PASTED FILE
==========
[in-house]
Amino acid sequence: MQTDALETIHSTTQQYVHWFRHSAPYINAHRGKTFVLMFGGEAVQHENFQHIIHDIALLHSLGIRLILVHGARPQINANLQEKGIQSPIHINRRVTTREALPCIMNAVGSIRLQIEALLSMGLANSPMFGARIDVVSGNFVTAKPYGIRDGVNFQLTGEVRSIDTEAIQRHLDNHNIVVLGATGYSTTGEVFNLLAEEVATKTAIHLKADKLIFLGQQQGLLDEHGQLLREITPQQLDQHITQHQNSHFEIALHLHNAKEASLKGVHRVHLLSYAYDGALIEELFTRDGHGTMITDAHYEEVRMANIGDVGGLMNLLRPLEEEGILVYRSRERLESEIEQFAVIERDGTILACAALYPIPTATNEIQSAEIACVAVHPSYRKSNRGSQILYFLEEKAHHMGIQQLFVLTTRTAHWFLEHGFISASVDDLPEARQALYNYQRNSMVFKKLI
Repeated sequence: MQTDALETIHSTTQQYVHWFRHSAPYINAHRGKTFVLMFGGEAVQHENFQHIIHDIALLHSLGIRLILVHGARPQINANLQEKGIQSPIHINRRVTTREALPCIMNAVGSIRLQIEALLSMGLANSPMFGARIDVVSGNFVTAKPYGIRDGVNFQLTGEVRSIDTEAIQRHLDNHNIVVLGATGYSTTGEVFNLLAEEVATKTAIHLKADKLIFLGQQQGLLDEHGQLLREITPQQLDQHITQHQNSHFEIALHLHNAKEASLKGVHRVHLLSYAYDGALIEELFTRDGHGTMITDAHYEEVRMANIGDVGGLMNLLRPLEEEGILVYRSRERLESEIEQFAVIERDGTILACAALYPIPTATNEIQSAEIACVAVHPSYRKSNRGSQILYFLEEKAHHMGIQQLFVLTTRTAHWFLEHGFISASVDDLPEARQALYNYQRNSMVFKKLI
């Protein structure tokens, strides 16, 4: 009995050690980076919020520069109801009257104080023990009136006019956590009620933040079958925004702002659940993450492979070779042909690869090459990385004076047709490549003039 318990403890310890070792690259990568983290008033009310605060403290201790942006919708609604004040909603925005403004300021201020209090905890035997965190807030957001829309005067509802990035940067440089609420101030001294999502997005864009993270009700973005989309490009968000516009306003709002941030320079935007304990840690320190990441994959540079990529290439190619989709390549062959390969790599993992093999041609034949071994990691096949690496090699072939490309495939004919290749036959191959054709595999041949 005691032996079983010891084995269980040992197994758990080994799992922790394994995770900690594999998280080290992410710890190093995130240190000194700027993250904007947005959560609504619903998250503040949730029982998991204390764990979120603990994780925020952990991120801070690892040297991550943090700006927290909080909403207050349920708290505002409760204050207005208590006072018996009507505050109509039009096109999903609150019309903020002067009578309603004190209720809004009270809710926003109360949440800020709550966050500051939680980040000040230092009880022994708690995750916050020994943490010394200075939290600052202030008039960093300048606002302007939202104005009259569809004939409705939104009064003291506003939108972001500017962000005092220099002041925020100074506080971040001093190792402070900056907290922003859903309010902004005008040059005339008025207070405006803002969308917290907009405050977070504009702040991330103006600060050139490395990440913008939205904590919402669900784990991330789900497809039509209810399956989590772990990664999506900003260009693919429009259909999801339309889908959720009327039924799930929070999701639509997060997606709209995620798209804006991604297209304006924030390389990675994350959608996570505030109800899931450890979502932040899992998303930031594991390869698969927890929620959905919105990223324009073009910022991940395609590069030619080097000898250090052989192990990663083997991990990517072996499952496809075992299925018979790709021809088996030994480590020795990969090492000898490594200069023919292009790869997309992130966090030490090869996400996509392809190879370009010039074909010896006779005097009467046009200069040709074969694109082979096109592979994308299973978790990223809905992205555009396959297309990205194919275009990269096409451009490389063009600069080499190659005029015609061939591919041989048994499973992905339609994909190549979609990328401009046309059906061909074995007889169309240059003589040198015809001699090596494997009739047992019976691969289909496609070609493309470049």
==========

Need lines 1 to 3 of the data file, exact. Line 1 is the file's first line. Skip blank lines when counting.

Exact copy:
[in-house]
Amino acid sequence: MQTDALETIHSTTQQYVHWFRHSAPYINAHRGKTFVLMFGGEAVQHENFQHIIHDIALLHSLGIRLILVHGARPQINANLQEKGIQSPIHINRRVTTREALPCIMNAVGSIRLQIEALLSMGLANSPMFGARIDVVSGNFVTAKPYGIRDGVNFQLTGEVRSIDTEAIQRHLDNHNIVVLGATGYSTTGEVFNLLAEEVATKTAIHLKADKLIFLGQQQGLLDEHGQLLREITPQQLDQHITQHQNSHFEIALHLHNAKEASLKGVHRVHLLSYAYDGALIEELFTRDGHGTMITDAHYEEVRMANIGDVGGLMNLLRPLEEEGILVYRSRERLESEIEQFAVIERDGTILACAALYPIPTATNEIQSAEIACVAVHPSYRKSNRGSQILYFLEEKAHHMGIQQLFVLTTRTAHWFLEHGFISASVDDLPEARQALYNYQRNSMVFKKLI
Repeated sequence: MQTDALETIHSTTQQYVHWFRHSAPYINAHRGKTFVLMFGGEAVQHENFQHIIHDIALLHSLGIRLILVHGARPQINANLQEKGIQSPIHINRRVTTREALPCIMNAVGSIRLQIEALLSMGLANSPMFGARIDVVSGNFVTAKPYGIRDGVNFQLTGEVRSIDTEAIQRHLDNHNIVVLGATGYSTTGEVFNLLAEEVATKTAIHLKADKLIFLGQQQGLLDEHGQLLREITPQQLDQHITQHQNSHFEIALHLHNAKEASLKGVHRVHLLSYAYDGALIEELFTRDGHGTMITDAHYEEVRMANIGDVGGLMNLLRPLEEEGILVYRSRERLESEIEQFAVIERDGTILACAALYPIPTATNEIQSAEIACVAVHPSYRKSNRGSQILYFLEEKAHHMGIQQLFVLTTRTAHWFLEHGFISASVDDLPEARQALYNYQRNSMVFKKLI